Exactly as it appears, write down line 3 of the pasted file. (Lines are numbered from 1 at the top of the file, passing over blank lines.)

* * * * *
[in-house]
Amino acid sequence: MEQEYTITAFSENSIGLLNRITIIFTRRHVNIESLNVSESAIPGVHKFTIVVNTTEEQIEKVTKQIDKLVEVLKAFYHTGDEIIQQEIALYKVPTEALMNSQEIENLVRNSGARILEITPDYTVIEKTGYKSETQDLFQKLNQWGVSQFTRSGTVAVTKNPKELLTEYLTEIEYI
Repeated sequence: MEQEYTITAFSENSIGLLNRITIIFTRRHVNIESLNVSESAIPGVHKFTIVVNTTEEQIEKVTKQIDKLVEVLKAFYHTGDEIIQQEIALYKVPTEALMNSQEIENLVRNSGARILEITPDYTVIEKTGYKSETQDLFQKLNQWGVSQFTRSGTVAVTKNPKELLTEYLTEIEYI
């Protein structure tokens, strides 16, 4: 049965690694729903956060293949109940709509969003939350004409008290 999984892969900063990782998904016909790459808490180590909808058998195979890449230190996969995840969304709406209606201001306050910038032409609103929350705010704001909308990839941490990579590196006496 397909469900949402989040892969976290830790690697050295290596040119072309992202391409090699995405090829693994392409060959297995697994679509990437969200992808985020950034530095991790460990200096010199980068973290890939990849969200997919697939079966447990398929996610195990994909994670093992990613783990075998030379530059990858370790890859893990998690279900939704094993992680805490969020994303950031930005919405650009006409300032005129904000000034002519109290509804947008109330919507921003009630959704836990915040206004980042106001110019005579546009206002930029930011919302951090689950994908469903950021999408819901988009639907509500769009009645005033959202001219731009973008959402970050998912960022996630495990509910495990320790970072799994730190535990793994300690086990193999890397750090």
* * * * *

Repeated sequence: MEQEYTITAFSENSIGLLNRITIIFTRRHVNIESLNVSESAIPGVHKFTIVVNTTEEQIEKVTKQIDKLVEVLKAFYHTGDEIIQQEIALYKVPTEALMNSQEIENLVRNSGARILEITPDYTVIEKTGYKSETQDLFQKLNQWGVSQFTRSGTVAVTKNPKELLTEYLTEIEYI